Navigation Links
IVF technique enables pregnancy without multiple births, Stanford researchers find
Date:10/1/2007

STANFORD, Calif. - An in vitro fertilization technique that can avoid multiple births appears to be effective for women older than 35, according to researchers at the Stanford University School of Medicine.

More than half the women in a retrospective study became pregnant after undergoing the procedure, called a single blastocyst transfer, which transferred just one embryo into the womb.

Nearly 60 percent of IVF procedures in the United States are performed on women older than 35, and the study's senior author, Amin Milki, MD, believes the findings are good news for those women who wish to become pregnant with just one child.

"Although these results represent a selected group of patients, we believe that they should serve as encouragement to patients and providers who are considering single blastocyst transfer in the older IVF population," Milki and his co-authors noted in the study, which was recently published online in the journal Fertility and Sterility.

During the transfer procedure, an embryo is bathed in a culture of nutrients for five days until it reaches a developmental landmark known as the blastocyst stage. At that point, doctors are able to determine which embryos are most likely to thrive long term; they then transfer the best-quality ones into a woman's uterus.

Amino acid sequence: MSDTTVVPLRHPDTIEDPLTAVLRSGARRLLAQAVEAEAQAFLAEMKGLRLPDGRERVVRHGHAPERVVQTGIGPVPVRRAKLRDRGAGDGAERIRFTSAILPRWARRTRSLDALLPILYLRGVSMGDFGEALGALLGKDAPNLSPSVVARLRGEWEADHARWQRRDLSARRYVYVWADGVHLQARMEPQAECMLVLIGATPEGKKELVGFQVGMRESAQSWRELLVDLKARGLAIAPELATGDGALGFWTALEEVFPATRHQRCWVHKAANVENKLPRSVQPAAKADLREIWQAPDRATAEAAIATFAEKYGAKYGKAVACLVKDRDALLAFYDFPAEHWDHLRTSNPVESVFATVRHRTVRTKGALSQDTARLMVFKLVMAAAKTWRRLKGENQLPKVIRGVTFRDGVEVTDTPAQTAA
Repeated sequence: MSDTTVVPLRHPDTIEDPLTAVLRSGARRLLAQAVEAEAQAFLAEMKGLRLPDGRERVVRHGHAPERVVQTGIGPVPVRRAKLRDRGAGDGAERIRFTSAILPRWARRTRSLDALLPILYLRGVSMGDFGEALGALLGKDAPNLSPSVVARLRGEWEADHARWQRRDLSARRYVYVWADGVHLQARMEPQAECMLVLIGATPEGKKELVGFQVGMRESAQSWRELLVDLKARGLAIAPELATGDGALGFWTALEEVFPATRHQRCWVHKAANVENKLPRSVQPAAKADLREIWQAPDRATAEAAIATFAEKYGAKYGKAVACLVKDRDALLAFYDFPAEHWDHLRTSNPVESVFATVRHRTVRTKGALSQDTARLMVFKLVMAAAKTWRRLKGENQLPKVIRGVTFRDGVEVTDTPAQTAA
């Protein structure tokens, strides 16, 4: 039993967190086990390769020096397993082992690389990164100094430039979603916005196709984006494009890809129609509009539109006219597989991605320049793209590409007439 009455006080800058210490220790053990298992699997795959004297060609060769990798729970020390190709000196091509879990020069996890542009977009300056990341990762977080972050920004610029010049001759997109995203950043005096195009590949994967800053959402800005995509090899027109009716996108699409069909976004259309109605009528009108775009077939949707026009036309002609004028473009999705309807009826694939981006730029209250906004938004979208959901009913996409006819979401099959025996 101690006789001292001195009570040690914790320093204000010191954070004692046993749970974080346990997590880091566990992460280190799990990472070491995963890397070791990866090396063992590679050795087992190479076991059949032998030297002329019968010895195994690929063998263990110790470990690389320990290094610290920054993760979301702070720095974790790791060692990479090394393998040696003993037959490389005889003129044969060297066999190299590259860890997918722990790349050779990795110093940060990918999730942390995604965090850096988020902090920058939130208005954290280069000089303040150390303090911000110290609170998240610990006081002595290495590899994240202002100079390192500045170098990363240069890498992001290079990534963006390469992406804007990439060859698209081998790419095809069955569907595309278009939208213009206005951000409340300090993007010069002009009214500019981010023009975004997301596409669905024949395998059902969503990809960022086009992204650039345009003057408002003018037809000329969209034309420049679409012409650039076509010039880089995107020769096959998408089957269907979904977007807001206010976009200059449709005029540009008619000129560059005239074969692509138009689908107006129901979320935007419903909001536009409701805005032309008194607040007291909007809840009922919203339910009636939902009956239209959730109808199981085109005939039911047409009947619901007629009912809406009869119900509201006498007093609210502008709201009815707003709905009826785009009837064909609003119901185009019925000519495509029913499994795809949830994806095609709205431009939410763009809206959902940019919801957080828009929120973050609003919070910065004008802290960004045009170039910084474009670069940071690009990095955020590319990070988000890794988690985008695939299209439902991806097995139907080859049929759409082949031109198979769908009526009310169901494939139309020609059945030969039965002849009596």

The American Society for Reproductive Medicine currently recommends that doctors transfer two or more embryos into women older than 35, in an effort to maximize a patient's chance of becoming pregnant. This practice can lead to twins or higher-order multiples - as well as subsequent health risks - but Milki said this doesn't stop most patients from undergoing the procedure.

"Many patients would prefer not to have two babies at once," said Milki, professor of obstetrics and gynecology and director of Stanford's IVF program. "But because the success rate is higher when multiple embryos are transferred, women are willing to take the gamble."

In recent years, many reproductive specialists - especially those in Europe - have embraced single embryo transfer as a way to prevent multiple gestations. And data now exist showing the procedure's effectiveness among women of younger reproductive age.

Scant data exist on single blastocyst transfer in women over 35, so Milki and his colleagues decided to review the outcomes of older patients who underwent the procedure at Stanford. Milki said the procedure had been offered to those women with good-quality embryos, and the patients who elected to have only one embryo transferred did so as a way to avoid twin pregnancy. He noted that half the patients already had one child and wanted just one more, while others hoped to avoid the health complications associated with carrying multiples.

After reviewing the data from 45 patients ranging in age from 35 to 43 (with a mean age of 37.3), Milki and his colleagues found that 28 patients (62.2 percent) conceived, and 23 (51.1 percent) had pregnancies that went beyond the first trimester. Milki called this an "excellent pregnancy rate" - especially considering that the national success rate of IVF procedures for women in this age group is around 25 percent. But he pointed out that the women in this study all had good-quality embryos and had a relatively good chance of becoming pregnant.